I found out later that one pair of blokes had stayed and gone sailing, and Nick was one of them:

Me and Paul wish a few more people had stuck it out as the sailing this afternoon was alright in the end - we've certainly raced in less wind and it wasn't too cold out there. There were times when I couldn't see the luff of the kite for the blinding sunshine!

So four solos and one lonely Fireball went out to play. The committee had clearly listened to feedback from last week and sensibly set just five marks for the course - X, N, T, J and OL. We had a cracking start, full speed across the line, slightly after the gun went but we were in first place. Good power up the beat, I was even sitting up on the side tank but not quite clipped in. First at X we bore away and set the kite. It was a reasonably fast reach to N where we gybed again. Couldn't keep the kite flying as it was pretty tight to T so down it came. Gybed at T and set the kite again but it was a slow run next to the dam wall down  to J. Some Fireballers might have headed up to sail higher and faster and possibly overtake but as we were the only ones out there we just went straight to the mark.

Heading up round J we kept the kite flying and with Paul on the leeward side now was my only chance to trapeze. Kite down and close hauled round OL back to X. Second lap the pressure had dropped and I was on the other side of the boat now, nowhere near the windward side. Our new jib tell tale on the trailing edge was keeping Paul happy - our slot looked to be working even though the pressure was light. As the sun came out we were hoping for some thermal effects but they never quite switched on.

Lap two was a repeat of lap one except we dropped the kite before going round N. Some more experienced Fireballers may have been able to fly their kites on the tight reach from N to T but as we were the only ones out there we'll never know.

Lap three it was getting almost tropical with the sun but the thermal wind never materialised. The wind must have shifted though as on (what turned out to be) the last lap, having dropped the kite again at N, Paul reckoned we could fly it to T. Up went the kite and as long as I pinned it in it flew. Not too sure we were going much faster though. Kept the kite up as we gybed around T and ran it straight down to J where we didn't need to head up too much as the hooter from the race box told it was finish next. As we came in, sensibly dropping the main before approaching the slipway under jib alone we were puzzled to see the Solos all get finish guns and continue sailing for another lap. Boat put away and as we signed off the race committee told us that the Solos were making the most of the abandoned race from this morning by getting in as much sailing as they could.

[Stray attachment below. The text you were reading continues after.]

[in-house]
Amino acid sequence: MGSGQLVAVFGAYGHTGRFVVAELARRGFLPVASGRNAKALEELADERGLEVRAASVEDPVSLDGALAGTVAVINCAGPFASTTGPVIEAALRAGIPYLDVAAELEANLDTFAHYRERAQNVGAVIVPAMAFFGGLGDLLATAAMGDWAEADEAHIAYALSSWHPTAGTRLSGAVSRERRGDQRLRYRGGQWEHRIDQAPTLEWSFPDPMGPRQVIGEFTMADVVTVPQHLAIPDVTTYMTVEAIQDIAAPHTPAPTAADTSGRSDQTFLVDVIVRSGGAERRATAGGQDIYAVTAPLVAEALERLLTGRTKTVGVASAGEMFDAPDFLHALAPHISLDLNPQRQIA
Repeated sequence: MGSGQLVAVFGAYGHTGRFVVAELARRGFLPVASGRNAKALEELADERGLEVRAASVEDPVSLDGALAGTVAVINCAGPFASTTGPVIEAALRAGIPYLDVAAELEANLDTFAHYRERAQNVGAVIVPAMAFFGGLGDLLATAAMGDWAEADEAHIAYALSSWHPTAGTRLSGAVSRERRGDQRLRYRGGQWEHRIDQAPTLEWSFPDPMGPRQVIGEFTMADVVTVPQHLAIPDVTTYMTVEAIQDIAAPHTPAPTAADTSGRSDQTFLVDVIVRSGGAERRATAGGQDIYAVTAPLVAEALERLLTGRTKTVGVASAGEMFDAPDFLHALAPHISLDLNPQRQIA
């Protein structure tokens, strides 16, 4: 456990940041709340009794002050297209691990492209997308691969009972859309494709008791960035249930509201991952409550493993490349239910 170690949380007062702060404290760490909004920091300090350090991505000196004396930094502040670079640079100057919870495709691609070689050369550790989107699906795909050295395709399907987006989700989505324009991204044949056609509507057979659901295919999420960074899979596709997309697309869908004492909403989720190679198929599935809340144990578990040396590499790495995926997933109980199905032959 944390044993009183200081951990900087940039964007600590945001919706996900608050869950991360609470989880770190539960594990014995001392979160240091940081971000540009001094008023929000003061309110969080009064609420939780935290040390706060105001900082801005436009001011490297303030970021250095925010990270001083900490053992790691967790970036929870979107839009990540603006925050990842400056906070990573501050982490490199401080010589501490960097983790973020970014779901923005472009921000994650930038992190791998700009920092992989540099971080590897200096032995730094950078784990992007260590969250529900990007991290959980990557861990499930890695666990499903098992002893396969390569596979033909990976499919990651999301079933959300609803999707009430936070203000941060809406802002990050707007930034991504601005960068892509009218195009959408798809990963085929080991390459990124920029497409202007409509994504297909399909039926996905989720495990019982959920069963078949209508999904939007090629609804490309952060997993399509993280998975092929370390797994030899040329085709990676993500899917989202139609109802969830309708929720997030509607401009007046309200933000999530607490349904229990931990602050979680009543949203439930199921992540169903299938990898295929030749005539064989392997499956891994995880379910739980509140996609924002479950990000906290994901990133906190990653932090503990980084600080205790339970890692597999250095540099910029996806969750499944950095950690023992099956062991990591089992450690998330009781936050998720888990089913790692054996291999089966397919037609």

After showers and walking down back to the cars we were surprised to see that the Solos were still out. Yes it's not long before the clocks change and we start doing two races in the afternoon......

Monday, 11 March 2013

Double Hat Day!

I looked out of the window and the bushes were dancing about amongst the snow flurries, so when Poorly Paul rang to tell me how cold it was, I didn't put up too much of a struggle and we chickened out of the day's racing. Still, got to go up to the club to help Clive and Rod to rig the fleet boat - they've never sailed a Fireball before and have chosen today to have their first go.

Remarkably, they were still keen to go out when we met in the boatpark in the teeth of an Arctic F3 blowing in from the NE, even with the promise of a lot more windyness to come later on. But in deference to the conditions, we decided that I would chaperone them (one at a time) in the boat on the offchance that this might help a bit.

Now the fleet boat is built like a brick outhouse but is not set up for strong winds or any sort of technical trickery, so it came to pass that Rod and I went out with it set on 22'8" and nothing more than a few armfuls of kicker available to de-power it. Still, Rod demonstrated himself to be a bit of a star player considering he'd never set foot in a Fireball before. So having made short work of going upwind and arriving up near F entirely intact, we turned it round and chucked the kite up. Geezers who are used to asymmetric kites are generally confused by the symmetric job on the Fireball, but it's only a matter of pulling the right strings, and we carried off a couple of gybes with some aplomb, followed by a tasty 3-sail reach through the Laser fleet's start line, and even got it down without issue.

Then back in to swap Rod for Clive, and for yours-truly to put the dreaded trapeze harness on, then off for some more splashing about. The wind was getting a bit fruity by this time, but what the hell. Clive normally helms a Vago, but took to the Fireball like a duck to a sandwich, while I tried not to be too crap up the front end. We managed to lay the boat flat a couple of times (largely due to me not letting the jib go) but I managed to save it by unhooking from the trapeze when I attained the vertical, and then holding onto the trapeze loop and leaning back - from which point you can save just about anything. Then we did a bit of kite flying with Clive crewing, which was pretty good, and then Clive took us back ashore again. All safe and sound, we took the mainsail down and were standing in the water sorting out the trolley when Paul and Nick attempted to mow us down as they came ashore. Welcome the the fleet, boys!